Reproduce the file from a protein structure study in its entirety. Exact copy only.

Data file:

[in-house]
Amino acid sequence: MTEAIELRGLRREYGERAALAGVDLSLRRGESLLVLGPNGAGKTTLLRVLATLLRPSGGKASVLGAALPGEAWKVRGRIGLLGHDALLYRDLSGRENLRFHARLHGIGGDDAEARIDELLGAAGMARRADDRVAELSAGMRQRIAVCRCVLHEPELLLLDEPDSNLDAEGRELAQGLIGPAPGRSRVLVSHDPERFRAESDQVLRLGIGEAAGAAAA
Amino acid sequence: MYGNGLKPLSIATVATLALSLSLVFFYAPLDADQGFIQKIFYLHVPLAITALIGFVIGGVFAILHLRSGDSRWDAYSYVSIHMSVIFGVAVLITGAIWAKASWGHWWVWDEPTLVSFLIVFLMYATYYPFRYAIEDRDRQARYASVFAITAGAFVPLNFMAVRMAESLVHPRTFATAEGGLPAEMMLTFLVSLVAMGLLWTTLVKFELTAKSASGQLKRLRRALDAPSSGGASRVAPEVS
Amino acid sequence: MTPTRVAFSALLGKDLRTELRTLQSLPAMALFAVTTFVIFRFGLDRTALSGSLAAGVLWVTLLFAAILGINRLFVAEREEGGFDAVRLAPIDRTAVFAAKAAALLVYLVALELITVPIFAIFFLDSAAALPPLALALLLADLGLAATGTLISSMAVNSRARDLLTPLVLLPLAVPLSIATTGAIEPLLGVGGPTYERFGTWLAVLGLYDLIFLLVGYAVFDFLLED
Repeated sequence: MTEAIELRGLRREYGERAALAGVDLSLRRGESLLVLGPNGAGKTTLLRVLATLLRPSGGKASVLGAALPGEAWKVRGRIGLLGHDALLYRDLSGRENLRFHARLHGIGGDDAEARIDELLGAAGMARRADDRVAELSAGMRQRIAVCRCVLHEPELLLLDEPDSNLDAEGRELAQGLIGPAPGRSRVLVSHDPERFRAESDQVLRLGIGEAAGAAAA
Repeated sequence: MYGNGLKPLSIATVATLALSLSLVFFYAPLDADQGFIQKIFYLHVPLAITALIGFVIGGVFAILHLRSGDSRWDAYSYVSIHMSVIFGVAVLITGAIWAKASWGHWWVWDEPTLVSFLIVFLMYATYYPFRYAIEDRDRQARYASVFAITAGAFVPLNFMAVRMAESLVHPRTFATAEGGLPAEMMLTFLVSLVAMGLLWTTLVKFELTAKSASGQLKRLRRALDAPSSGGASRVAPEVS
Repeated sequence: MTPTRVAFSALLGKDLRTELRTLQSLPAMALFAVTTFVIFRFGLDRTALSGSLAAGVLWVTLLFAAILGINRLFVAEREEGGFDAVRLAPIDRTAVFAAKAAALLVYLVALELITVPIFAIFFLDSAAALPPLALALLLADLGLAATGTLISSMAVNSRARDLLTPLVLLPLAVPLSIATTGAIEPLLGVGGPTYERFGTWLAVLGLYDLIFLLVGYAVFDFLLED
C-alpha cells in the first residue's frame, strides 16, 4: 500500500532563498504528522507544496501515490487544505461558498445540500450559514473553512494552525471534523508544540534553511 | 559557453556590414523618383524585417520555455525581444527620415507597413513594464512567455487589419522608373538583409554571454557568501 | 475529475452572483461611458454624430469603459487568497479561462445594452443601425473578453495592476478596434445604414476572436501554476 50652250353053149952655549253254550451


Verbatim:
[in-house]
Amino acid sequence: MTEAIELRGLRREYGERAALAGVDLSLRRGESLLVLGPNGAGKTTLLRVLATLLRPSGGKASVLGAALPGEAWKVRGRIGLLGHDALLYRDLSGRENLRFHARLHGIGGDDAEARIDELLGAAGMARRADDRVAELSAGMRQRIAVCRCVLHEPELLLLDEPDSNLDAEGRELAQGLIGPAPGRSRVLVSHDPERFRAESDQVLRLGIGEAAGAAAA
Amino acid sequence: MYGNGLKPLSIATVATLALSLSLVFFYAPLDADQGFIQKIFYLHVPLAITALIGFVIGGVFAILHLRSGDSRWDAYSYVSIHMSVIFGVAVLITGAIWAKASWGHWWVWDEPTLVSFLIVFLMYATYYPFRYAIEDRDRQARYASVFAITAGAFVPLNFMAVRMAESLVHPRTFATAEGGLPAEMMLTFLVSLVAMGLLWTTLVKFELTAKSASGQLKRLRRALDAPSSGGASRVAPEVS
Amino acid sequence: MTPTRVAFSALLGKDLRTELRTLQSLPAMALFAVTTFVIFRFGLDRTALSGSLAAGVLWVTLLFAAILGINRLFVAEREEGGFDAVRLAPIDRTAVFAAKAAALLVYLVALELITVPIFAIFFLDSAAALPPLALALLLADLGLAATGTLISSMAVNSRARDLLTPLVLLPLAVPLSIATTGAIEPLLGVGGPTYERFGTWLAVLGLYDLIFLLVGYAVFDFLLED
Repeated sequence: MTEAIELRGLRREYGERAALAGVDLSLRRGESLLVLGPNGAGKTTLLRVLATLLRPSGGKASVLGAALPGEAWKVRGRIGLLGHDALLYRDLSGRENLRFHARLHGIGGDDAEARIDELLGAAGMARRADDRVAELSAGMRQRIAVCRCVLHEPELLLLDEPDSNLDAEGRELAQGLIGPAPGRSRVLVSHDPERFRAESDQVLRLGIGEAAGAAAA
Repeated sequence: MYGNGLKPLSIATVATLALSLSLVFFYAPLDADQGFIQKIFYLHVPLAITALIGFVIGGVFAILHLRSGDSRWDAYSYVSIHMSVIFGVAVLITGAIWAKASWGHWWVWDEPTLVSFLIVFLMYATYYPFRYAIEDRDRQARYASVFAITAGAFVPLNFMAVRMAESLVHPRTFATAEGGLPAEMMLTFLVSLVAMGLLWTTLVKFELTAKSASGQLKRLRRALDAPSSGGASRVAPEVS
Repeated sequence: MTPTRVAFSALLGKDLRTELRTLQSLPAMALFAVTTFVIFRFGLDRTALSGSLAAGVLWVTLLFAAILGINRLFVAEREEGGFDAVRLAPIDRTAVFAAKAAALLVYLVALELITVPIFAIFFLDSAAALPPLALALLLADLGLAATGTLISSMAVNSRARDLLTPLVLLPLAVPLSIATTGAIEPLLGVGGPTYERFGTWLAVLGLYDLIFLLVGYAVFDFLLED
C-alpha cells in the first residue's frame, strides 16, 4: 500500500532563498504528522507544496501515490487544505461558498445540500450559514473553512494552525471534523508544540534553511 | 559557453556590414523618383524585417520555455525581444527620415507597413513594464512567455487589419522608373538583409554571454557568501 | 475529475452572483461611458454624430469603459487568497479561462445594452443601425473578453495592476478596434445604414476572436501554476 50652250353053149952655549253254550451